Population structure and attribution of human clinical Campylobacter jejuni isolates from central Europe to livestock and environmental sources.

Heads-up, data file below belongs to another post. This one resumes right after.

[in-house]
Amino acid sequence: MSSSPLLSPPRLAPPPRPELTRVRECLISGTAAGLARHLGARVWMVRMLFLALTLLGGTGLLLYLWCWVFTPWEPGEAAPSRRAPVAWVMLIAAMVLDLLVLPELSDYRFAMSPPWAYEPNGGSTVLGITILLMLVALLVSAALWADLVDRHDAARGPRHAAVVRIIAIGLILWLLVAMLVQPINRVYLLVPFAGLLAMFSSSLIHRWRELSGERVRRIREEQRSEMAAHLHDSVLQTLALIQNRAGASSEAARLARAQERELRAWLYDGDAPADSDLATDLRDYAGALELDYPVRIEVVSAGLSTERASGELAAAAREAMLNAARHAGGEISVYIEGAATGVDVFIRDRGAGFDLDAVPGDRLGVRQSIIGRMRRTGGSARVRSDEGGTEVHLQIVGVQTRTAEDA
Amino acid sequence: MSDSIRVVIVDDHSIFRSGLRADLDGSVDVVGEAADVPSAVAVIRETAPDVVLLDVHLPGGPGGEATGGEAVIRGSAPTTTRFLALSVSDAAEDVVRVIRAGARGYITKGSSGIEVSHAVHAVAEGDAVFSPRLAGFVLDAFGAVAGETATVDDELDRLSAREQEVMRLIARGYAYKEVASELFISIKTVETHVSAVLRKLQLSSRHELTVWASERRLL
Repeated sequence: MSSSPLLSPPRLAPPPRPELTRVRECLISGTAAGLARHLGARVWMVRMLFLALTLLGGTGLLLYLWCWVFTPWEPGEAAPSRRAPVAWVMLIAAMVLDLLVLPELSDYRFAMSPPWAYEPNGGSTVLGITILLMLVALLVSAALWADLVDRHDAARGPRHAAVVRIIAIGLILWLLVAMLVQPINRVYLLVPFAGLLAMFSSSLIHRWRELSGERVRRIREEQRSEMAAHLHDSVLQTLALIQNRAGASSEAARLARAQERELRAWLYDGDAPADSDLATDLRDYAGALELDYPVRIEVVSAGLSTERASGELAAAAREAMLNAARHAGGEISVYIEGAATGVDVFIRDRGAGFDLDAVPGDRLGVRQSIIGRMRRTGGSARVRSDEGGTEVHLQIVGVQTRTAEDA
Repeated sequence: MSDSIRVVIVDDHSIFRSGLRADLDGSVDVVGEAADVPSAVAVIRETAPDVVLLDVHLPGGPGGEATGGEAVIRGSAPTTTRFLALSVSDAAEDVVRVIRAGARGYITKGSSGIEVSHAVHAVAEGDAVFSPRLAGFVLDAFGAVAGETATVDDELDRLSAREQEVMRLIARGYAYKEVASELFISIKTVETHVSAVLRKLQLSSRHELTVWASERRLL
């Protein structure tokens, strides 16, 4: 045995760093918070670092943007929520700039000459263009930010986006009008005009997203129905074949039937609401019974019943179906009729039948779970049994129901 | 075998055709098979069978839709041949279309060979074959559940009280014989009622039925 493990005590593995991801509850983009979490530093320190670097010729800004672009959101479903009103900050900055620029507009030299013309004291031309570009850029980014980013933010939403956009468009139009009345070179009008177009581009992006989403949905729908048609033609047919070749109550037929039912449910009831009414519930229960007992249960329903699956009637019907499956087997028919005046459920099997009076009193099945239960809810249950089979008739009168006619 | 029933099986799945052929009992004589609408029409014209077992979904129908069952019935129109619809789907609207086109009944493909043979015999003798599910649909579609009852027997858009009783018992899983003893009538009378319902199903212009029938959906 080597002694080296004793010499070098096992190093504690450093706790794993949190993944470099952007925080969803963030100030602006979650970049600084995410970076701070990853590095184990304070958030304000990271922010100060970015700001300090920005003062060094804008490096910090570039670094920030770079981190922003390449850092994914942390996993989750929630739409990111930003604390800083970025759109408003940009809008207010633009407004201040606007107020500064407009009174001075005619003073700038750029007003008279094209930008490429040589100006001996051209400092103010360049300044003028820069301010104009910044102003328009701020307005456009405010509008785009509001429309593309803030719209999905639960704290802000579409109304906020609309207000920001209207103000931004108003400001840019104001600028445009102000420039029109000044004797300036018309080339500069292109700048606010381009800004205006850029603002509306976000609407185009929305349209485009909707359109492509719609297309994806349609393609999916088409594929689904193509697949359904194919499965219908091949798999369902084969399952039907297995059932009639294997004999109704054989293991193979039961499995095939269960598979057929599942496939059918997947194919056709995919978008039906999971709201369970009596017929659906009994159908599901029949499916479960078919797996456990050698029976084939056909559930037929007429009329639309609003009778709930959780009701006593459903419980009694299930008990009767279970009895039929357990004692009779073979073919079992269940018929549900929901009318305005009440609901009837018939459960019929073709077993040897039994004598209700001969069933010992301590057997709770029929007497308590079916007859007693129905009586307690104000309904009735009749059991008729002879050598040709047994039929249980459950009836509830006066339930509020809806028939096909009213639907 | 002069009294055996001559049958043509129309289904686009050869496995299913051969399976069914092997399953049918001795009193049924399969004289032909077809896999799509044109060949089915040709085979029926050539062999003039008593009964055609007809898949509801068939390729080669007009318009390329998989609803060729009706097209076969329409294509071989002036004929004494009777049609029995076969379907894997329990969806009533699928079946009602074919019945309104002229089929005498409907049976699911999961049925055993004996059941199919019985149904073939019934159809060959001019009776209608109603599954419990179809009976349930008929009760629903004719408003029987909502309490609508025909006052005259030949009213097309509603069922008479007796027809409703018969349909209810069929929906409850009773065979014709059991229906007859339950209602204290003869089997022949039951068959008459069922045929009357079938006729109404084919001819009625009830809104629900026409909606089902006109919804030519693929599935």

Campylobacter jejuni is among the most prevalent causes of human bacterial gastroenteritis worldwide. Domesticated animals and, especially, chicken meat are considered to be the main sources of infections. However, the contribution of surface waters and wildlife in C. jejuni transmission to humans is not well understood. We have evaluated the source attribution potential of a six-gene multiplex PCR (mPCR) method coupled with STRUCTURE analysis on a set of 410 C. jejuni strains isolated from environment, livestock, food and humans in central Europe. Multiplex PCR fingerprints were analysed using Subclade prediction algorithm to classify them into six distinct mPCR clades. A subset of C. jejuni isolates (70%) was characterized by multilocus sequence typing (MLST) demonstrating 74% congruence between mPCR and MLST. The correspondence analysis of mPCR clades and sources of isolation indicated three distinct groups in the studied C. jejuni population-the first one associated with isolates from poultry, the second one with isolates from cattle, and the third one with isolates from the environment. The STRUCTURE analysis attributed 7.2% and 21.7% of human isolates to environmental sources based on MLST and mPCR fingerprints, respectively.
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